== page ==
Jennifer Amos is a writer based in Kingston, Ontario. Her work has appeared in The Feathertale Review, The New Quarterly, and has been longlisted for the CBC short story prize and shortlisted for Room’s annual fiction contest. North Vancouver author and artist Jenn Ashton is no stranger to creativity. Coming from an artistic family, she brings creative flair to her projects; from the non-profit boardroom and the challenges of being a young parent, to producing music, she is known for her originality, resourcefulness, and vision. Jamelie Bachaalani is an emerging queer writer from Alberta. Her work deals with identity, trauma, adolescence, life in the prairies, and the occasional talking animal. Jamelie is a recent graduate of MacEwan University. Colleen Baran is a Canadian artist, writer, and designer living on the unceded traditional lands of the Coast Salish Peoples (Surrey, British Columbia). Baran’s art has exhibited in galleries and museums in eleven countries and been published in a few more. Her written work has been published in magazines in Canada and China. Adèle Barclay’s debut poetry collection, If I Were in a Cage I’d Reach Out for You (Nightwood, 2016), won the 2017 Dorothy Livesay Poetry Prize. She is an editor for Rahila’s Ghost Press and the 2017 Critic-in-Residence for Canadian Women in Literary Arts. She teaches at UBC. Alexandra Chang’s fiction has appeared or is forthcoming in Glimmer Train and 3:AM Magazine. She lives in Ithaca, N.Y., and is a student in the Syracuse University MFA program. Born in Manila and raised in Toronto, a lifetime of imagining new worlds led Kristina Corre to architecture school in Ottawa. Beyond architecture, her education instilled the importance of narrative in image making, of meticulousness in craft, and making as a means to discovery. These lessons currently drive her explorations into hand-cut, found-object collage. Maggie de Vries is the author of eight books for children, two books for teens, and an adult memoir. Her most recent novel is Rabbit Ears (HarperCollins, 2014). Maggie teaches in the Creative Writing Program at UBC, and has recently moved to Ladysmith on Vancouver Island. Shirley Harshenin writes poetry and prose from her home in the Okanagan Valley, British Columbia. She believes in angels, caffeine, and the human spirit’s extraordinary resilience. Her work has been published in Canadian Writer’s Journal and in this issue of Room. Jia Hwang is a student completing her major in political science at the University of British Columbia. She is currently working on her poetry manuscript, Flies on Vacation. She lives in Coquitlam, British Columbia.
Sharon Jinkerson-Brass is an award-winning multi-media artist from Key First Nation in Saskatchewan. Currently, Sharon is working on an array of cultural and creative projects in DTES. Elizabeth Johnston’s poetry and prose have been published in The Atlantic, Feminist Formations, New Verse News, and The Boiler. A two-time Pushcart nominee, she teaches writing and gender studies in Western N.Y. strawmatwriters.weebly.com Tamara Jong is a Montreal-born, mixed-race writer living in Guelph, Ontario. Her work has appeared in Ricepaper and The New Quarterly. She is currently enrolled in The Writer’s Studio at Simon Fraser University. Manal Kamran is a fourth-year international student at UBC in Vancouver, hailing from Karachi, Pakistan. She likes reading, rowing, oversleeping, and overeating. Friends on Facebook wish she’d stop going to so many concerts. Her friends hate her sarcasm, as do her parents. Her brother thinks she’s okay. Lily Leung is Fenn Archdekin-Leung’s grandmother. They are both artists. These days, Lily’s creative work is expressed through watercolour and Ikebana. Fenn prefers illustration. They live in Toronto and wonder why their daughter/mother lacks their artistic talents. Carrianne Leung is a writer and educator. Her debut novel, The Wondrous Woo published by Inanna Publications, was nominated for the Toronto Book Awards in 2014. Her new book, That Time I Loved You will be released in March 2018 by HarperCollins Canada. She lives in Toronto. Mary MacDonald is a poet and writer and holds a PhD from UBC. Mary thrives on collaboration and has written for ballet, opera, and public art. She is a member of the Whistler, British Columbia writing group, The Vicious Circle. Alissa McArthur is a member of the Room editorial board. She writes and edits out of Toronto and holds an MA in English Literature from UBC. Cosi Nayovitz is a writer, massage therapist, and trauma-sensitive yoga instructor based in North Carolina. She has a degree in literature and serves as Art Editor at Hematopoiesis Press. Margaret Nowaczyk’s writing has appeared in Geist, Examined Life Journal, Numero Cinq, Intima, Broken Pencil, and Prairie Fire. She co-edited Polish(ed), a Canadian-Polish diaspora short story anthology (Guernica Editions, 2017). She is a professor of pediatrics and genetics at McMaster University in Hamilton, Ontario, where she lives with her husband and two sons. Deanna Partridge-David is an emerging writer of mixed European and Indigenous ancestry. She lives in the suburbs of Vancouver with her husband and two children. When she’s not writing or playing with her family, she can be found animating felted mice being adorable for children’s television. You can find her on Twitter occasionally at @deannapeedee.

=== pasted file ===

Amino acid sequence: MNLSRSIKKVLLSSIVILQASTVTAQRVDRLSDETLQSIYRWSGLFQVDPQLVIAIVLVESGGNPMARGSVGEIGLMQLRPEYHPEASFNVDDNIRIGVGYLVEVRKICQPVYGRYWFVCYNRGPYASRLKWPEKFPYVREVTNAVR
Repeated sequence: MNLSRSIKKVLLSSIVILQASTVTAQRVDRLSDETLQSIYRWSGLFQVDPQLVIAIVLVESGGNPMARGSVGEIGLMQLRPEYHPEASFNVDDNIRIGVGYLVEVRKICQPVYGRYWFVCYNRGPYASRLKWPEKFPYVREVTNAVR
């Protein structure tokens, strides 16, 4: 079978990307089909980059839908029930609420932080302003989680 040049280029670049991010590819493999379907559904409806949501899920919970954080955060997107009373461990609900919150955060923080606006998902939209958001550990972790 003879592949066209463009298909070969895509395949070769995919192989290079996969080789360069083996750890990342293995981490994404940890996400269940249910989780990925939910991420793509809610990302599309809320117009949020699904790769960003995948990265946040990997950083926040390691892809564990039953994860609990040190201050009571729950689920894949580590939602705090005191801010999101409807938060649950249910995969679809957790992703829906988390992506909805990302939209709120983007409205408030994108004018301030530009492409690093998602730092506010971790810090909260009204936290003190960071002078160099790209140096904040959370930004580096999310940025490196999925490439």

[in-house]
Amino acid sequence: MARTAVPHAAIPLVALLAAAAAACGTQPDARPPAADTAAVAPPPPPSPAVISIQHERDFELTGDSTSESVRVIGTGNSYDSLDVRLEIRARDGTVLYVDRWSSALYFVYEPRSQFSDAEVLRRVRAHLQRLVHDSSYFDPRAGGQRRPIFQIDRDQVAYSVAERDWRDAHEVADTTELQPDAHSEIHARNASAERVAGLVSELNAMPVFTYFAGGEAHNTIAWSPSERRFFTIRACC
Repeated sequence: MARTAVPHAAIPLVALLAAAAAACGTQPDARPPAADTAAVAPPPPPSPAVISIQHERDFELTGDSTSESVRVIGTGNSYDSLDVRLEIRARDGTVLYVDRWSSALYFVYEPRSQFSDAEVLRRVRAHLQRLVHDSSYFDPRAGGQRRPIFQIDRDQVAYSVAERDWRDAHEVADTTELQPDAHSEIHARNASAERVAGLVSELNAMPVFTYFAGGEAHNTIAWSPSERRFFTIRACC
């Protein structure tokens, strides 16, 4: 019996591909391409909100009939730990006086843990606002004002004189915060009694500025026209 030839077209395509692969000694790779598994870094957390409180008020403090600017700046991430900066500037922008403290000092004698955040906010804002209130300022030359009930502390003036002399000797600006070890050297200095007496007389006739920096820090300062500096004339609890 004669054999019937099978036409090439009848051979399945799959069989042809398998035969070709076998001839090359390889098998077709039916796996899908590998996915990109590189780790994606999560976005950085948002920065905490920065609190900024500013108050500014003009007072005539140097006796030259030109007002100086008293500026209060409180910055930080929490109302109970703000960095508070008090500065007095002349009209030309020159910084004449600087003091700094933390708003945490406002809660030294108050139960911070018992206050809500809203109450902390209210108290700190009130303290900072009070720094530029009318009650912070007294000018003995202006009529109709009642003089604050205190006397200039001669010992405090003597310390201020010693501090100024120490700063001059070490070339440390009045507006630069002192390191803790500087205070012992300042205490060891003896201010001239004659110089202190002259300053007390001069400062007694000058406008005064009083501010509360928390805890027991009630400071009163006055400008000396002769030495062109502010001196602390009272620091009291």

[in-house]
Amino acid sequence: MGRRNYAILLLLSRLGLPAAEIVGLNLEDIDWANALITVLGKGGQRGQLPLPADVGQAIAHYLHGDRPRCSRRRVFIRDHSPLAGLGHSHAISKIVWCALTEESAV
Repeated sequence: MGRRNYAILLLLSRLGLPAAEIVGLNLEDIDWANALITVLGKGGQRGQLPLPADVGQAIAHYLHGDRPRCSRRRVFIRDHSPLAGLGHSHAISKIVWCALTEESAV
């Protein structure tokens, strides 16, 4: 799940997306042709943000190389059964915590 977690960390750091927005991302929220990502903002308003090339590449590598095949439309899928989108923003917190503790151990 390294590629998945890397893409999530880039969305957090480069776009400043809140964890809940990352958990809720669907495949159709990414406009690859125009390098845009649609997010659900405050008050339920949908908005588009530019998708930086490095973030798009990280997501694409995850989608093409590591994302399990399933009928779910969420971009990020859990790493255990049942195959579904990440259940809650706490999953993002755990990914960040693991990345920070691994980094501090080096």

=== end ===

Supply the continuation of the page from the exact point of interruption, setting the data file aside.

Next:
Leah Lakshmi Piepzna-Samarasinha is a queer disabled femme writer of Burger/Tamil Sri Lankan and Irish/Roma ascent. The Lambda Award-winning author of Dirty River: A Queer Femme of Color Dreaming Her Way Home (Arsenal Pulp, 2015); Bodymap (Mawenzi House, 2015); Love Cake (Mawenzi House, 2011); and Consensual Genocide (Mawenzi House, 2006) and co-editor of The Revolution Starts at Home (AK Press, 2016), she is a lead artist with the disability justice performance collective Sins Invalid. She lives between Duwamish territories and T'karonto. Rebekah Rempel’s poems have appeared in the anthologies Refugium: Poems for the Pacific (Caitlin Press, 2017); Force Field: 77 Women Poets of British Columbia (Mother Tongue Publishing, 2013); and Unfurled: Collected Poetry from Northern BC Women (Caitlin Press, 2010); as well as a number of journals, including Contemporary Verse 2, Prairie Fire, and Room. She lives in Pouce Coupe, British Columbia. Nadia Siu Van is a Toronto-based writer and editor. She is currently the reviews editor at Shameless magazine. Arielle Spence is a queer, nonbinary aspiring writer and arts administrator originally from Coldstream, British Columbia. (unceded Okanagan Territory). In 2017, they were the festival director of Room’s inaugural Growing Room feminist literary festival. Rachel Thompson’s book of poetry, Galaxy (Anvil Press, 2011), won the SFU First Book Competition. She’s a current editorial collective member and former managing editor at Room. Rachel helps writers polish and publish their writing at WeWriteWeLight.com. She lives in Montreal. Jean Van Loon, an Ottawa-based writer, holds an MFA from UBC. Her short prose, poetry and reviews have appeared in number of Canadian literary magazines. Her first book of poems, Building on River, will be published by Cormorant Press in April 2018. Carly Rosalie Vandergriendt is a Montreal-based writer and translator whose work has appeared in The Fiddlehead, The Malahat Review, Matrix, Room, carte blanche, and elsewhere. Her story “Resurfacing” was shortlisted for the 2017 Carter V. Cooper short fiction prize. Visit her at carlyrosalie.com and follow her @carlyrosalie.